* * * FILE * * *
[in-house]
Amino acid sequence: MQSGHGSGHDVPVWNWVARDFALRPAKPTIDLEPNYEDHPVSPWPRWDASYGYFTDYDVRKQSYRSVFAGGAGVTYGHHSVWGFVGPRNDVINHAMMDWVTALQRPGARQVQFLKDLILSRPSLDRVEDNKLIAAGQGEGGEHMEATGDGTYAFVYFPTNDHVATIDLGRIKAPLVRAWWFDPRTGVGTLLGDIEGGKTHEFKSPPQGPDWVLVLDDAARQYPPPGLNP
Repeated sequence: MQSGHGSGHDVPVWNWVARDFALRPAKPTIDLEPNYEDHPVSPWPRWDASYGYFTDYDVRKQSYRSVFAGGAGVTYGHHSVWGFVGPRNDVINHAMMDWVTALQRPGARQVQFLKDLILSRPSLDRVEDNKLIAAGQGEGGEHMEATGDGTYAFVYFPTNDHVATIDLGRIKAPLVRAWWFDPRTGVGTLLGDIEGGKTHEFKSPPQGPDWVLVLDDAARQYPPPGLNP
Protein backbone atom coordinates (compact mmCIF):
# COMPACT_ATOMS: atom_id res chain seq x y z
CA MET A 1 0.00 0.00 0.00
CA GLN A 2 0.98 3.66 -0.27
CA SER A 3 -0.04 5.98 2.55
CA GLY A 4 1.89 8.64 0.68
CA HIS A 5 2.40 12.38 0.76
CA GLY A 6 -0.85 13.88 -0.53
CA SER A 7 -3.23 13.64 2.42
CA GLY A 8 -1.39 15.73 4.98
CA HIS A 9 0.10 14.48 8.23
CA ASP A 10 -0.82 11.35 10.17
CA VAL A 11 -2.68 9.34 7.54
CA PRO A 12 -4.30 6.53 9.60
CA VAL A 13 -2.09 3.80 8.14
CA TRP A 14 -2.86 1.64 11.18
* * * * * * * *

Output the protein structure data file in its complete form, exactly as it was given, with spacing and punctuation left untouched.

[in-house]
Amino acid sequence: MQSGHGSGHDVPVWNWVARDFALRPAKPTIDLEPNYEDHPVSPWPRWDASYGYFTDYDVRKQSYRSVFAGGAGVTYGHHSVWGFVGPRNDVINHAMMDWVTALQRPGARQVQFLKDLILSRPSLDRVEDNKLIAAGQGEGGEHMEATGDGTYAFVYFPTNDHVATIDLGRIKAPLVRAWWFDPRTGVGTLLGDIEGGKTHEFKSPPQGPDWVLVLDDAARQYPPPGLNP
Repeated sequence: MQSGHGSGHDVPVWNWVARDFALRPAKPTIDLEPNYEDHPVSPWPRWDASYGYFTDYDVRKQSYRSVFAGGAGVTYGHHSVWGFVGPRNDVINHAMMDWVTALQRPGARQVQFLKDLILSRPSLDRVEDNKLIAAGQGEGGEHMEATGDGTYAFVYFPTNDHVATIDLGRIKAPLVRAWWFDPRTGVGTLLGDIEGGKTHEFKSPPQGPDWVLVLDDAARQYPPPGLNP
Protein backbone atom coordinates (compact mmCIF):
# COMPACT_ATOMS: atom_id res chain seq x y z
CA MET A 1 0.00 0.00 0.00
CA GLN A 2 0.98 3.66 -0.27
CA SER A 3 -0.04 5.98 2.55
CA GLY A 4 1.89 8.64 0.68
CA HIS A 5 2.40 12.38 0.76
CA GLY A 6 -0.85 13.88 -0.53
CA SER A 7 -3.23 13.64 2.42
CA GLY A 8 -1.39 15.73 4.98
CA HIS A 9 0.10 14.48 8.23
CA ASP A 10 -0.82 11.35 10.17
CA VAL A 11 -2.68 9.34 7.54
CA PRO A 12 -4.30 6.53 9.60
CA VAL A 13 -2.09 3.80 8.14
CA TRP A 14 -2.86 1.64 11.18